When recalling books I have read, I’ve been amazed at the list, astounded some might say. Not because i’ve read hundreds and fancy a good boast, but how lucky I’ve been to be forced (yes it is forced, however much you like reading) to rattle through some of the greatest books considered ever written, without thinking about it. most of them appear on lists like, Books you must read before you die, and I’ve kinda done most. Cool.

So I thought, I’d share my recent reading with you, I say recent meaning that of the novels and plays I have read since starting University and so far for my third and final (whoopee) year. Why, I don’t know. I guess so if any of you think, I really wanted to read that, well I could say, do, don’t or possibly with caution!

  • Atkinson, Kate Behind the Scenes at the Museum
  • Beckett, S., Waiting for Godot, Endgame
  • Braddon, Elizabeth Mary, Lady Audley’s Secret
  • Brecht, B., Mother Courage
  • Bronte, Charlottte, Jane Eyre
  • Bronte, Emily, Wuthering Heights
  • Brown, Dan The Da Vinci Code
  • Browning, Robert, Selected Poetry
  • Burney Frances Evelina
  • Burgess, Anthony Clockwork Orange
  • Carroll, Lewis, Alice in Wonderland
  • Chekhov, A., The Cherry Orchard
  • Chopin, Kate, The Awakening.
  • Collins, Wilkie, The Woman in White
  • Conrad, Joseph Heart of Darkness
  • DefoeDaniel  Moll Flanders
  • Dickens, Charles, Oliver Twist, Great Expectations
  • Ellison, Ralph, Invisible Man
  • Ensler, Eve The Vagina Monologues
  • Equiano, Olaudah  The Interesting Narrative of the Life of Olaudah Equiano
  • Fielding Henry  Tom Jones
  • Fitzgerald, F. Scott, The Great Gatsby.
  • Forster, E.M.  A Passage to India
  • Gaskell, Elizabeth, Mary Barton
  • Gay, John Beggar’s Opera
  • Eliot, George, Silas Marner
  • Eliot, T. S. The Waste Land
  • Gilman, Charlotte Perkins, The Yellow Wallpaper
  • Haddon, Mark The Curious Incident of the Dog in the Night time
  • Haggard, H. R., King Solomon’s Mines
  • Hardy, Thomas, Jude the Obscure
  • Handke, Peter Offending the Audience
  • Hawthorne, Nathaniel, The Scarlet Letter.
  • Heller, Joseph, Catch-22.
  • Himes , Chester Cotton Comes to Harlem 
  • Hurston, Zora Neale, Their Eyes Were Watching God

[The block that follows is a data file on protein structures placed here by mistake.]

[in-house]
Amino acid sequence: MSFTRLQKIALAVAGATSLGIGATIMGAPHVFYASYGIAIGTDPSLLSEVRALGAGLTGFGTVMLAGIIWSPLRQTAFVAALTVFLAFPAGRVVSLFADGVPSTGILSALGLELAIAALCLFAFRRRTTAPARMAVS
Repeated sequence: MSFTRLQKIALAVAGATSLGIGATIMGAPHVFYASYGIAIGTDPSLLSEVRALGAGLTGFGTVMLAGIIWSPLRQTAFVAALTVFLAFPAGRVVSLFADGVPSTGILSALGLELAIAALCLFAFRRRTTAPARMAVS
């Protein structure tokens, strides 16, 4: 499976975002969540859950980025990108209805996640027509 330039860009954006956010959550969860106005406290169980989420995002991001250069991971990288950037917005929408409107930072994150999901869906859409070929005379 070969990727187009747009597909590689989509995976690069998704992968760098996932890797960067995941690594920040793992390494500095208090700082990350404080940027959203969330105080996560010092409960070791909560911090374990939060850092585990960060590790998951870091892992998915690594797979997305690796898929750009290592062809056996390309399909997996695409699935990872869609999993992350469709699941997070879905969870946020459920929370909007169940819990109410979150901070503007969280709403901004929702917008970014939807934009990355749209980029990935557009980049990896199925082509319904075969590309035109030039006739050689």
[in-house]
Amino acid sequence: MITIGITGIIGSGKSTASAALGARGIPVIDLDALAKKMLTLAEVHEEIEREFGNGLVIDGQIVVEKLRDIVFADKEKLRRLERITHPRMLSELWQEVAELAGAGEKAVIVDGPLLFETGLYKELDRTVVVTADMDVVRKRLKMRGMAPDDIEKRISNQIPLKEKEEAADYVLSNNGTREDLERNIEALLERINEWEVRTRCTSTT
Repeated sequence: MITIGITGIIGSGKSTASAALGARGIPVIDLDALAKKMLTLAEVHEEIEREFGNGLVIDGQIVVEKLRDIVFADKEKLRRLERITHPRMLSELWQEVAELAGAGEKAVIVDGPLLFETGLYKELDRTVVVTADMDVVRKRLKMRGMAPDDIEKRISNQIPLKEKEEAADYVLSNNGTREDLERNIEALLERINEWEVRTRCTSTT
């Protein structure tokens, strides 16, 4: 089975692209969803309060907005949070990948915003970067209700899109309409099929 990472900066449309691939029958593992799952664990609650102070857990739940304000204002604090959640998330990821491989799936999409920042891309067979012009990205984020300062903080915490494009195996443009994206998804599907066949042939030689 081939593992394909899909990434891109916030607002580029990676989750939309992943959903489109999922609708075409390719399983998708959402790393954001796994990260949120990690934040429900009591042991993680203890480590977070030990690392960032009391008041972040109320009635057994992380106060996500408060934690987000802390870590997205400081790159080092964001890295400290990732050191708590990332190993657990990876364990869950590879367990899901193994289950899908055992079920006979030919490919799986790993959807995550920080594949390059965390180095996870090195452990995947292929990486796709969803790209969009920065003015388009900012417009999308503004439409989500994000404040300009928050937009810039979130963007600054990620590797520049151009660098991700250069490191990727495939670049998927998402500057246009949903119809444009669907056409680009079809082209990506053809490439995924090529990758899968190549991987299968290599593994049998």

• Ibsen, H., Ghosts, A Doll’s House
  • Joyce, J.  Ulysses
  • Kane, Sarah 4.48 Psychosis
  • Kerouac, Jack, On The Road.
  • Kesey, Ken, One Flew Over the Cuckoo’s Nest.
  • Kipling, Rudyard  Kim
  • Kureishi,Hanif Intimacy
  • Lanchester, John Mr Phillips
  • Lawrence, D. H. The Rainbow
  • Lee, Harper, To Kill A Mockingbird.
  • McEwan,Ian Atonement
  • Melville, Herman, Moby-Dick.
  • Miller, Arthur; Death of a Salesman, The Crucible; A View from the Bridge,
  • Moore, S.,  In the Cut
  • Morrison, Toni, Beloved.
  • Mosley , Walter Devil in a Blue Dress
  • Nabokov, Vladmir Vladmimirovich Lolita
  • Orwell, George  Burmese Days
  • Pirandello, L., Six Characters in Search of an Author
  • Plath, Sylvia, The Bell Jar.
  • Roth, P.,  Portnoy’s Complaint
  • Shakespeare, William Richard III, Henry V, Othello 
  • Smith,Ali The Accidental
  • Steinbeck, John  Grapes of Wrath
  • Stevenson, Robert L. The Strange Case of  Dr Jekyll and Mr Hyde
  • Stowe, Harriet Beecher, Uncle Tom’s Cabin
  • Thackeray, William M., Vanity Fair
  • Twain, Mark  Adventures of Huckleberry Finn 
  • Walker, Alice Color Purple 
  • Wharton, Edith, The Age of Innocence.
  • Welsh,Irvine Trainspotting
  • Williams, Tennessee; A Streetcar Named Desire
  • Wilson, August; The Piano Lesson
  • Winterson,Jeanette Oranges are not the Only Fruit
  • Woolf, V.  Mrs Dalloway
  • Wilde, Oscar, The Picture of Dorian

The best bit about looking at that is seeing progress. Studying an English degree most of the time, you don’t feel like you’re doing alot. You read alot, you write an essay on some of the stuff you’ve read, you move on, you forget all that is talked about in reference to text, the history, philosophy, sociology, psychology, and theoretical concept that are referenced, and discussed in depth within each seminar. Then there’s the secondary reading, the textbooks, journals, the resources, the essays, that you plough on through, its all seemingly forgotten when you move onto your next topic or task. As with everything, its stored somewhere in the back of your minds, and at the end of the year all your have is 8 essays and a piece of paper with your grades.

It does seem a little strange for a degree, the amount of marked work, but it is the same wherever you go. Looking at that makes me insanely happy, I’ve done something these three years, even if its only having read 15,000 pages of primary print.